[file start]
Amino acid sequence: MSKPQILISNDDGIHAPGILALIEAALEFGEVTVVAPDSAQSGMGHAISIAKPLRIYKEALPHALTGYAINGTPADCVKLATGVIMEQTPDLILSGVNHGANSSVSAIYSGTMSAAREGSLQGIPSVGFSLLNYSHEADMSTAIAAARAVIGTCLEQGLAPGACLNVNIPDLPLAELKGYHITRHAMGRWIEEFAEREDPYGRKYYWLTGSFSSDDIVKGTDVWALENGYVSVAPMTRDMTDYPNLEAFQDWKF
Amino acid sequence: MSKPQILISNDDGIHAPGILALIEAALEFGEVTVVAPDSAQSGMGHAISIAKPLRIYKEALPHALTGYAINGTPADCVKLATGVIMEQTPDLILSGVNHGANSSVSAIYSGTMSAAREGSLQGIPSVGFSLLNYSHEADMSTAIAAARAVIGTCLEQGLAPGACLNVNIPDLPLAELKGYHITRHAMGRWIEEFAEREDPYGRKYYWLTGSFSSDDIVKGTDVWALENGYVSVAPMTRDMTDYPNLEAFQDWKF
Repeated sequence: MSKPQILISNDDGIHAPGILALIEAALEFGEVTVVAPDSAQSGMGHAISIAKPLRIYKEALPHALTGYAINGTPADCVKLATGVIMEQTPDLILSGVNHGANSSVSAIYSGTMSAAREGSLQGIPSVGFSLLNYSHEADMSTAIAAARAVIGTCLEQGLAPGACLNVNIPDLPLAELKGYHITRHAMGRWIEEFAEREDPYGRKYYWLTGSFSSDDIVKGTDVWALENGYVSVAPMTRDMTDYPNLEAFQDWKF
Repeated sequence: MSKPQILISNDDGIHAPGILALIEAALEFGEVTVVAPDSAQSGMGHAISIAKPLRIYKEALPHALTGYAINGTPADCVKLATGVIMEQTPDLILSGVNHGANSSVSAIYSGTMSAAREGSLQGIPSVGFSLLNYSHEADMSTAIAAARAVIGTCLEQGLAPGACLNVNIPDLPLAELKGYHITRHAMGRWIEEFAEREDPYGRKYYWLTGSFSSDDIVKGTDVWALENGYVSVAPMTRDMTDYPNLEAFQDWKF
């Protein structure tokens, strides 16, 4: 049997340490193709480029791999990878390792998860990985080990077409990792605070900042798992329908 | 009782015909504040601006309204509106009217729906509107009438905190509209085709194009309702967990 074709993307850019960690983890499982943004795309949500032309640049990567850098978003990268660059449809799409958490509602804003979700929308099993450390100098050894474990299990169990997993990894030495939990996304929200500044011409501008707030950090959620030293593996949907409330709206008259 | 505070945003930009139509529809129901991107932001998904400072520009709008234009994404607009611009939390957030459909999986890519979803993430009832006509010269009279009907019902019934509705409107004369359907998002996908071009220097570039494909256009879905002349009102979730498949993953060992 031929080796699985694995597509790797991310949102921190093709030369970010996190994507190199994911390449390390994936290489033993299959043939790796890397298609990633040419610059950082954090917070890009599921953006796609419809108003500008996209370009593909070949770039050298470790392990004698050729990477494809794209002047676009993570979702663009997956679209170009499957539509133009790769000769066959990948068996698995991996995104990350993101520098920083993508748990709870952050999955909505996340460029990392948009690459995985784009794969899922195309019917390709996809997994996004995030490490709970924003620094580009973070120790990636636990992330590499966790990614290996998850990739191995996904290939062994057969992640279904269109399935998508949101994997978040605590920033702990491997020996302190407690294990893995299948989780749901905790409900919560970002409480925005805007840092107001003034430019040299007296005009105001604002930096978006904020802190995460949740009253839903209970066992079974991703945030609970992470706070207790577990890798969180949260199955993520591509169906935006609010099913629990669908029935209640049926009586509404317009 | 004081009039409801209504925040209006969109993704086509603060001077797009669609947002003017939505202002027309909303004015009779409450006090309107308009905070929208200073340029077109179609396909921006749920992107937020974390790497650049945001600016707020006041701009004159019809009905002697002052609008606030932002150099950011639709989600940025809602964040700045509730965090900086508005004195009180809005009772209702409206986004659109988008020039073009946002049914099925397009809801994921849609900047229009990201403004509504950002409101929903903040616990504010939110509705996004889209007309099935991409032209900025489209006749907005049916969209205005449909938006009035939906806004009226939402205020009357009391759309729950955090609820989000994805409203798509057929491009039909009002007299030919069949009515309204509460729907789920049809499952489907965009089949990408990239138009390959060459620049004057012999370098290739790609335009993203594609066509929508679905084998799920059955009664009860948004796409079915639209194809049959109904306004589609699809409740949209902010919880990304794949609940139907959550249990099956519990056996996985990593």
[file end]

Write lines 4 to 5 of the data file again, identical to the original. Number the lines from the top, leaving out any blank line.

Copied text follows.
Repeated sequence: MSKPQILISNDDGIHAPGILALIEAALEFGEVTVVAPDSAQSGMGHAISIAKPLRIYKEALPHALTGYAINGTPADCVKLATGVIMEQTPDLILSGVNHGANSSVSAIYSGTMSAAREGSLQGIPSVGFSLLNYSHEADMSTAIAAARAVIGTCLEQGLAPGACLNVNIPDLPLAELKGYHITRHAMGRWIEEFAEREDPYGRKYYWLTGSFSSDDIVKGTDVWALENGYVSVAPMTRDMTDYPNLEAFQDWKF
């Protein structure tokens, strides 16, 4: 049997340490193709480029791999990878390792998860990985080990077409990792605070900042798992329908 | 009782015909504040601006309204509106009217729906509107009438905190509209085709194009309702967990 074709993307850019960690983890499982943004795309949500032309640049990567850098978003990268660059449809799409958490509602804003979700929308099993450390100098050894474990299990169990997993990894030495939990996304929200500044011409501008707030950090959620030293593996949907409330709206008259 | 505070945003930009139509529809129901991107932001998904400072520009709008234009994404607009611009939390957030459909999986890519979803993430009832006509010269009279009907019902019934509705409107004369359907998002996908071009220097570039494909256009879905002349009102979730498949993953060992 031929080796699985694995597509790797991310949102921190093709030369970010996190994507190199994911390449390390994936290489033993299959043939790796890397298609990633040419610059950082954090917070890009599921953006796609419809108003500008996209370009593909070949770039050298470790392990004698050729990477494809794209002047676009993570979702663009997956679209170009499957539509133009790769000769066959990948068996698995991996995104990350993101520098920083993508748990709870952050999955909505996340460029990392948009690459995985784009794969899922195309019917390709996809997994996004995030490490709970924003620094580009973070120790990636636990992330590499966790990614290996998850990739191995996904290939062994057969992640279904269109399935998508949101994997978040605590920033702990491997020996302190407690294990893995299948989780749901905790409900919560970002409480925005805007840092107001003034430019040299007296005009105001604002930096978006904020802190995460949740009253839903209970066992079974991703945030609970992470706070207790577990890798969180949260199955993520591509169906935006609010099913629990669908029935209640049926009586509404317009 | 004081009039409801209504925040209006969109993704086509603060001077797009669609947002003017939505202002027309909303004015009779409450006090309107308009905070929208200073340029077109179609396909921006749920992107937020974390790497650049945001600016707020006041701009004159019809009905002697002052609008606030932002150099950011639709989600940025809602964040700045509730965090900086508005004195009180809005009772209702409206986004659109988008020039073009946002049914099925397009809801994921849609900047229009990201403004509504950002409101929903903040616990504010939110509705996004889209007309099935991409032209900025489209006749907005049916969209205005449909938006009035939906806004009226939402205020009357009391759309729950955090609820989000994805409203798509057929491009039909009002007299030919069949009515309204509460729907789920049809499952489907965009089949990408990239138009390959060459620049004057012999370098290739790609335009993203594609066509929508679905084998799920059955009664009860948004796409079915639209194809049959109904306004589609699809409740949209902010919880990304794949609940139907959550249990099956519990056996996985990593």